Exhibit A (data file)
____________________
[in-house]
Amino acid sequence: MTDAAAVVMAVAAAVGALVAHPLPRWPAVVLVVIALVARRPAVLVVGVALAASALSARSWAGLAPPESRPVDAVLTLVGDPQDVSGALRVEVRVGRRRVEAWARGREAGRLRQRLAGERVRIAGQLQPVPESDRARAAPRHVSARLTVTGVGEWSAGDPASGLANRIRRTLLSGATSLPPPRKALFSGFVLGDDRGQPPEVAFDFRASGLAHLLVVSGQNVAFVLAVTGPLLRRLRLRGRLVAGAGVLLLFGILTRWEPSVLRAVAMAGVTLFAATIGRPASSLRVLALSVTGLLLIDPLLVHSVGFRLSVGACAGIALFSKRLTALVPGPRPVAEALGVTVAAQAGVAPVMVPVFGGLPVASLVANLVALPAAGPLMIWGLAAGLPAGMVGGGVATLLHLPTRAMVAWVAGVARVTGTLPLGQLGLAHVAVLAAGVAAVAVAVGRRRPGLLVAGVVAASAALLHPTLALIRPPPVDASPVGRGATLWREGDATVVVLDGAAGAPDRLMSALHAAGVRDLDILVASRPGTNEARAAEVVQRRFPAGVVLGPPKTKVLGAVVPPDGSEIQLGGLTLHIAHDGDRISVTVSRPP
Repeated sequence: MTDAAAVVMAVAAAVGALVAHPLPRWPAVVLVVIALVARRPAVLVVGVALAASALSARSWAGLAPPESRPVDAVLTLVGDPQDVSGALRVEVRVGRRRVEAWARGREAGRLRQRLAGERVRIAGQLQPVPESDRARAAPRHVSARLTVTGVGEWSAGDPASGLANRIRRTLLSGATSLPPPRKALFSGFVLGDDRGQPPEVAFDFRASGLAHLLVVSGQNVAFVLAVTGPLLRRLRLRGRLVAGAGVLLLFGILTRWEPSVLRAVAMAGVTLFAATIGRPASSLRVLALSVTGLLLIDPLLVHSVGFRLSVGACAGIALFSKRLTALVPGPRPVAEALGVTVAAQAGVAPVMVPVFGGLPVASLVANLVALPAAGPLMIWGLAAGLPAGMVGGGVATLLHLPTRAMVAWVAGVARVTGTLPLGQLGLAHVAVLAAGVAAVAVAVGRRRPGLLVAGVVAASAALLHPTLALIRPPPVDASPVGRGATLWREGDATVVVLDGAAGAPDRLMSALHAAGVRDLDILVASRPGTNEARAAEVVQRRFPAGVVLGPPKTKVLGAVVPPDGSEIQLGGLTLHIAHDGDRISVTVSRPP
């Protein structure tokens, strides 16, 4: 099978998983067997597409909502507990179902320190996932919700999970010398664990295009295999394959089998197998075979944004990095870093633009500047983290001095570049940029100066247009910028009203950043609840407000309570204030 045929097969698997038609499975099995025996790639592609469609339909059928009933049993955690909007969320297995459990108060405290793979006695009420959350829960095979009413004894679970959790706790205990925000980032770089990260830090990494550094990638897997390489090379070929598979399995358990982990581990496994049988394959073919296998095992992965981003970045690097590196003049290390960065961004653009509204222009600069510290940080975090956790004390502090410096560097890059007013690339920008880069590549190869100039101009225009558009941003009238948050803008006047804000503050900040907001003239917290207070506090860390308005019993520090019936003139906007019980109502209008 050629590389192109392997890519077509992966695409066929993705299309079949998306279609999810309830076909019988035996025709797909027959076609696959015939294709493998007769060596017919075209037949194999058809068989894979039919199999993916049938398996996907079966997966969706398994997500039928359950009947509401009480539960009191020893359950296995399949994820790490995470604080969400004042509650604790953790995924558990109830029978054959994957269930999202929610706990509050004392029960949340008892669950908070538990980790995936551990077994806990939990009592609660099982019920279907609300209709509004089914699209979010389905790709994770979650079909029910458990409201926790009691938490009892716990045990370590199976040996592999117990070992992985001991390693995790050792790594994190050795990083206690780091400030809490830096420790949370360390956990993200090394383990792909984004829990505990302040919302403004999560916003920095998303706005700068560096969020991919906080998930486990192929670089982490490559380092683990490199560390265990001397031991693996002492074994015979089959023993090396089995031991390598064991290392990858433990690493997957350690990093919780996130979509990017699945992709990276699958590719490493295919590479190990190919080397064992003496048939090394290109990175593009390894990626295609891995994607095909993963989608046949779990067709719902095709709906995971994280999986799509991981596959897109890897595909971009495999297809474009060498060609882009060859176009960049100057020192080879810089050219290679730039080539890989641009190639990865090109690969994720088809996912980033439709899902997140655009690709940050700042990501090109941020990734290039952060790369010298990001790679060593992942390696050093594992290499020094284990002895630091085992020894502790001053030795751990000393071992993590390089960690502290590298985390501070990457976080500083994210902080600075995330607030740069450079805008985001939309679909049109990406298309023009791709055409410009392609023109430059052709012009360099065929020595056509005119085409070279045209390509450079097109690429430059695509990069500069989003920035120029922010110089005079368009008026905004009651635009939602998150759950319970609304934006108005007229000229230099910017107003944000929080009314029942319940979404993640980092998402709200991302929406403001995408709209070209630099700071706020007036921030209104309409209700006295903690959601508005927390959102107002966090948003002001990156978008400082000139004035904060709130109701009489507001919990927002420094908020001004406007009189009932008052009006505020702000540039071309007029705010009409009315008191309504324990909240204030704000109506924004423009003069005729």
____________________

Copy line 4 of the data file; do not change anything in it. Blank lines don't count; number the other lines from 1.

């Protein structure tokens, strides 16, 4: 099978998983067997597409909502507990179902320190996932919700999970010398664990295009295999394959089998197998075979944004990095870093633009500047983290001095570049940029100066247009910028009203950043609840407000309570204030 045929097969698997038609499975099995025996790639592609469609339909059928009933049993955690909007969320297995459990108060405290793979006695009420959350829960095979009413004894679970959790706790205990925000980032770089990260830090990494550094990638897997390489090379070929598979399995358990982990581990496994049988394959073919296998095992992965981003970045690097590196003049290390960065961004653009509204222009600069510290940080975090956790004390502090410096560097890059007013690339920008880069590549190869100039101009225009558009941003009238948050803008006047804000503050900040907001003239917290207070506090860390308005019993520090019936003139906007019980109502209008 050629590389192109392997890519077509992966695409066929993705299309079949998306279609999810309830076909019988035996025709797909027959076609696959015939294709493998007769060596017919075209037949194999058809068989894979039919199999993916049938398996996907079966997966969706398994997500039928359950009947509401009480539960009191020893359950296995399949994820790490995470604080969400004042509650604790953790995924558990109830029978054959994957269930999202929610706990509050004392029960949340008892669950908070538990980790995936551990077994806990939990009592609660099982019920279907609300209709509004089914699209979010389905790709994770979650079909029910458990409201926790009691938490009892716990045990370590199976040996592999117990070992992985001991390693995790050792790594994190050795990083206690780091400030809490830096420790949370360390956990993200090394383990792909984004829990505990302040919302403004999560916003920095998303706005700068560096969020991919906080998930486990192929670089982490490559380092683990490199560390265990001397031991693996002492074994015979089959023993090396089995031991390598064991290392990858433990690493997957350690990093919780996130979509990017699945992709990276699958590719490493295919590479190990190919080397064992003496048939090394290109990175593009390894990626295609891995994607095909993963989608046949779990067709719902095709709906995971994280999986799509991981596959897109890897595909971009495999297809474009060498060609882009060859176009960049100057020192080879810089050219290679730039080539890989641009190639990865090109690969994720088809996912980033439709899902997140655009690709940050700042990501090109941020990734290039952060790369010298990001790679060593992942390696050093594992290499020094284990002895630091085992020894502790001053030795751990000393071992993590390089960690502290590298985390501070990457976080500083994210902080600075995330607030740069450079805008985001939309679909049109990406298309023009791709055409410009392609023109430059052709012009360099065929020595056509005119085409070279045209390509450079097109690429430059695509990069500069989003920035120029922010110089005079368009008026905004009651635009939602998150759950319970609304934006108005007229000229230099910017107003944000929080009314029942319940979404993640980092998402709200991302929406403001995408709209070209630099700071706020007036921030209104309409209700006295903690959601508005927390959102107002966090948003002001990156978008400082000139004035904060709130109701009489507001919990927002420094908020001004406007009189009932008052009006505020702000540039071309007029705010009409009315008191309504324990909240204030704000109506924004423009003069005729």